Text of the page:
Octave’s tips for mental health and kicking cabin fever out the door
Company. Mar 24, 2020
As we shift to the new normal of spending much more time isolated indoors, mental health studio Octave (GCT 2019) shared five tips for managing emotions, alleviating anxiety, and staying connected.
De-escalate your emotions.
If and when your emotions spike or peak, follow these three steps.
- Identify the emotion that is getting out of control or that is overwhelming you. Is it fear, frustration, anger? It may be a mixture of different emotions. Slow down and name what you are feeling.
- Validate the emotion, recognizing that although it’s gotten intense, there is a reason this feeling has become dominant.
- Allow yourself to express the emotion verbally, preferably to someone who is able to just hear you and sit with what you’re feeling (not change it). Expressing emotion is key to modulating, or bringing the feeling state back to normal levels.
— Sean Bell-Thomson, PhD, Therapist and Clinic Director, Octave
Use breathing exercises.
Try 4-7-8 Breathing or Box Breathing exercises to calm immediate symptoms of anxiety.
- 4-7-8 Breathing: This breathing pattern aims to reduce anxiety or help you get to sleep. Breathe in through the nose for counts, hold breath for 7 counts, exhale breath through mouth for 8 counts. Repeat the cycle up to four times in one sitting.
- Box Breathing: This breathing pattern can heighten performance and concentration while also being a powerful stress reliever. Breathe in through the nose for 4 counts, hold the breath for 4 counts, exhale breath through mouth for 4 counts, hold the breath for 4 counts. Repeat the cycle up to four times in one sitting.
— Kristen Scarlett, LMHC, Therapist and Clinic Director, Octave
Acknowledge anxiety, but don’t come up with solutions for it.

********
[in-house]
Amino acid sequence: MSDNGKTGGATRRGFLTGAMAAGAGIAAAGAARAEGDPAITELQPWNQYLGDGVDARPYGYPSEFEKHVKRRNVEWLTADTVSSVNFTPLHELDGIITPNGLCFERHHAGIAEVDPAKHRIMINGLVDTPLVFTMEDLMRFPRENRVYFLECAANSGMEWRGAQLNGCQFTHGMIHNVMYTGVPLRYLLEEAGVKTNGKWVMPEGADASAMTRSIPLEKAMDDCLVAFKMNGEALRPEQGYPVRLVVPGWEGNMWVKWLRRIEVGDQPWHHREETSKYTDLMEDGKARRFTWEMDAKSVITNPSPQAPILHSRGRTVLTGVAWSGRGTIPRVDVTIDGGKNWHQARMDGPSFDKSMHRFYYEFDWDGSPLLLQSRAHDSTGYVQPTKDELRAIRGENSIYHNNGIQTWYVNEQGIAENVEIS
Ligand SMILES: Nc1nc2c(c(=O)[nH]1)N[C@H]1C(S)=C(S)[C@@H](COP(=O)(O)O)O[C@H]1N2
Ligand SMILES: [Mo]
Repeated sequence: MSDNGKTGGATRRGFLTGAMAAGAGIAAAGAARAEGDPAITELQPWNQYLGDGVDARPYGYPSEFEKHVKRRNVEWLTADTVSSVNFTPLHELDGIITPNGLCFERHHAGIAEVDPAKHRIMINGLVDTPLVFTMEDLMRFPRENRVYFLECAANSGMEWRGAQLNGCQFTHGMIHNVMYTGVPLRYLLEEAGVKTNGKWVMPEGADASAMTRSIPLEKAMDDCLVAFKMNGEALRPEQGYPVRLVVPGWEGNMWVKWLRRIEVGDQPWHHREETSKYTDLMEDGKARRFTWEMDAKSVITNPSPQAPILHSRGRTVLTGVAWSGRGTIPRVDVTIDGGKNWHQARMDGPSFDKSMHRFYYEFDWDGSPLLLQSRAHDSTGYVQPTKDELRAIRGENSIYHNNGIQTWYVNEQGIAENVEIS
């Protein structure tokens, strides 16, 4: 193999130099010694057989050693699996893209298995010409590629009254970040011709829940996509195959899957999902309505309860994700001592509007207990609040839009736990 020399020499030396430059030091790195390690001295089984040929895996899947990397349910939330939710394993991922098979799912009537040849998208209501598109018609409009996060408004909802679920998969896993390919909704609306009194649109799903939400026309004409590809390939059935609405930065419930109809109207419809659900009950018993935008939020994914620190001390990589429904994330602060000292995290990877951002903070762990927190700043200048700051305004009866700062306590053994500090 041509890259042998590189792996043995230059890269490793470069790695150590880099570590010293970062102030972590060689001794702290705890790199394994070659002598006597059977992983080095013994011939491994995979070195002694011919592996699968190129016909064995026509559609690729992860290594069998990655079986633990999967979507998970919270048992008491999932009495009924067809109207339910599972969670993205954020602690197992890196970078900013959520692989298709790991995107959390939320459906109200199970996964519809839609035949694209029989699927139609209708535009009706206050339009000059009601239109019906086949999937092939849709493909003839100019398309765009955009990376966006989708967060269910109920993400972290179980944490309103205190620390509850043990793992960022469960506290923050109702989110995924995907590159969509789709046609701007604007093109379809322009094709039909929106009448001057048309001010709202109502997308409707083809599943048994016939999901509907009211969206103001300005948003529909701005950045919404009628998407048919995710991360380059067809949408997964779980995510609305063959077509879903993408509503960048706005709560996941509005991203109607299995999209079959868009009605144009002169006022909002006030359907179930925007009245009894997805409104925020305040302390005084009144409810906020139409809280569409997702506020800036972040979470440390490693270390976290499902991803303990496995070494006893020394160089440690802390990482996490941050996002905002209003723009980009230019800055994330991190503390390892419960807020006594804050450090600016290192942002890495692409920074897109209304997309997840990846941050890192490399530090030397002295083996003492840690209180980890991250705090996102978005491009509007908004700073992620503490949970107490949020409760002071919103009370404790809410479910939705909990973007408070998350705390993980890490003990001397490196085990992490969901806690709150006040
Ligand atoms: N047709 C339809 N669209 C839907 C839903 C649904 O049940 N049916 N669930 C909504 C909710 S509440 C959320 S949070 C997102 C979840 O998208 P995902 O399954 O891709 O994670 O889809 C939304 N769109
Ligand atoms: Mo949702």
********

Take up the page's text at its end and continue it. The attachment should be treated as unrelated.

Anxiety during times of uncertainty is normal. We recommend validating and accepting the anxiety and fears, but avoid coming up with solutions. Everyone’s fears are valid, and unfortunately, we can’t fix them. So instead, let’s focus on listening, providing support around the fear, and removing pressure around having all the answers.
— Genny Finkel, LCSW, Therapist, Octave
Avoid cabin fever.
The best way to do this is to learn something new and stay in touch with your loved ones. There are so many activities to try right from your home. Try out MasterClass and learn from renowned professionals on how to cook, sew, knit, play sports, write, etc. In addition, many workout classes that we all used to attend in person are now being offered virtually, and some for free. Lastly, avoid cabin fever by planning a coffee catch up or happy hour with friends using Zoom or Google Hangouts. You will have to provide your own drinks, but the connection can feel the same.
Set up a ‘Situation Room’.
Worry has a way of extending itself across the day. Schedule a specific block of time with your partner each day — 15, 30 mins — to discuss worries and game plan for the rest of the day and week. Throughout the rest of the day just write down your worry thoughts as they arise and do your best to only bring them up during this Situation Room meeting. This leaves more time for present-moment connectedness, as opposed to constant time traveling and catastrophizing.
— Jett Stone, PhD, Therapist, Octave
Visit Octave to learn more about all the ways you can make the most of this opportunity to check-in with your mental health and grow your practice of mindfulness.